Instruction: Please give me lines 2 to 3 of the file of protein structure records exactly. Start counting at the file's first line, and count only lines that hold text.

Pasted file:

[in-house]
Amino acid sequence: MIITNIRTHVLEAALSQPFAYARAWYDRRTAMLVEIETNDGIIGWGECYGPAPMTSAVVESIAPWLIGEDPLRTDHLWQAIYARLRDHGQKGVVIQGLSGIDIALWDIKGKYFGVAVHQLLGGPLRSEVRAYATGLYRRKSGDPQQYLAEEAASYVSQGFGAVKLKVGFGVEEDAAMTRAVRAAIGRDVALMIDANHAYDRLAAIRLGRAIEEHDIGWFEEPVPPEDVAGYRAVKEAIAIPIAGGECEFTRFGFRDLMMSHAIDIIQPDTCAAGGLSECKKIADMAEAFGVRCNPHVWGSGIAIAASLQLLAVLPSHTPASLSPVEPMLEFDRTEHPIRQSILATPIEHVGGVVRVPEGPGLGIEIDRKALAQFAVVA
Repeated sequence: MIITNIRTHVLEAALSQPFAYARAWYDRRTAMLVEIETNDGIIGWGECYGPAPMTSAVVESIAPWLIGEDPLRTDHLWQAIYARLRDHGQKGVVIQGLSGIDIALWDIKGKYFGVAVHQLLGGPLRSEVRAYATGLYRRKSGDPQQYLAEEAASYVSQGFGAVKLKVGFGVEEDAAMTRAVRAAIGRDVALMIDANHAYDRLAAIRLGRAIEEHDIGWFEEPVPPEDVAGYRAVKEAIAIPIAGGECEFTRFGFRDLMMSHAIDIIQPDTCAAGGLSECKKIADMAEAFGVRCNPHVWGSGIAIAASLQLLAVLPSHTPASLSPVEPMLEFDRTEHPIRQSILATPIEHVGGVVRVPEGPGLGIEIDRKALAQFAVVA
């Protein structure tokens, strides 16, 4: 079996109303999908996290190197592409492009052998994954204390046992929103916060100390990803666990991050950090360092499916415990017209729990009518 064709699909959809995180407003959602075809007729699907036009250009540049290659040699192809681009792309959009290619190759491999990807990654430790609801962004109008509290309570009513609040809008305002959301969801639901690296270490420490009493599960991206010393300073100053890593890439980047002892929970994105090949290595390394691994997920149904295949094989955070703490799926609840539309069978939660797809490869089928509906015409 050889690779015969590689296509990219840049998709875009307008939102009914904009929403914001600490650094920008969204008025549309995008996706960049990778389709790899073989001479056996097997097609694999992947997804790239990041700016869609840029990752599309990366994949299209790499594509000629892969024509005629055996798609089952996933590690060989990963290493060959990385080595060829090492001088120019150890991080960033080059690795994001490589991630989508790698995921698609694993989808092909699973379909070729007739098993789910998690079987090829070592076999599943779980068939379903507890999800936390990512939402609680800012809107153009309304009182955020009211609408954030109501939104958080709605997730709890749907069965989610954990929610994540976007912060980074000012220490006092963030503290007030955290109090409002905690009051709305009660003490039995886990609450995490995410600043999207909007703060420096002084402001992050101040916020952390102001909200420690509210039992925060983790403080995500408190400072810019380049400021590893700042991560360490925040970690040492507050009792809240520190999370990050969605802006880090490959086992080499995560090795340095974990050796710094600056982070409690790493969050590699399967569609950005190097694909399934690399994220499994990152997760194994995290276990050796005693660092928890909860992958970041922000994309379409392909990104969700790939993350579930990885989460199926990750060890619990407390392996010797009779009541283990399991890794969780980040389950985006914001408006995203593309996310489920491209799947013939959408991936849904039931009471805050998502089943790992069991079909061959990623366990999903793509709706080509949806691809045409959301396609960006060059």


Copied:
Amino acid sequence: MIITNIRTHVLEAALSQPFAYARAWYDRRTAMLVEIETNDGIIGWGECYGPAPMTSAVVESIAPWLIGEDPLRTDHLWQAIYARLRDHGQKGVVIQGLSGIDIALWDIKGKYFGVAVHQLLGGPLRSEVRAYATGLYRRKSGDPQQYLAEEAASYVSQGFGAVKLKVGFGVEEDAAMTRAVRAAIGRDVALMIDANHAYDRLAAIRLGRAIEEHDIGWFEEPVPPEDVAGYRAVKEAIAIPIAGGECEFTRFGFRDLMMSHAIDIIQPDTCAAGGLSECKKIADMAEAFGVRCNPHVWGSGIAIAASLQLLAVLPSHTPASLSPVEPMLEFDRTEHPIRQSILATPIEHVGGVVRVPEGPGLGIEIDRKALAQFAVVA
Repeated sequence: MIITNIRTHVLEAALSQPFAYARAWYDRRTAMLVEIETNDGIIGWGECYGPAPMTSAVVESIAPWLIGEDPLRTDHLWQAIYARLRDHGQKGVVIQGLSGIDIALWDIKGKYFGVAVHQLLGGPLRSEVRAYATGLYRRKSGDPQQYLAEEAASYVSQGFGAVKLKVGFGVEEDAAMTRAVRAAIGRDVALMIDANHAYDRLAAIRLGRAIEEHDIGWFEEPVPPEDVAGYRAVKEAIAIPIAGGECEFTRFGFRDLMMSHAIDIIQPDTCAAGGLSECKKIADMAEAFGVRCNPHVWGSGIAIAASLQLLAVLPSHTPASLSPVEPMLEFDRTEHPIRQSILATPIEHVGGVVRVPEGPGLGIEIDRKALAQFAVVA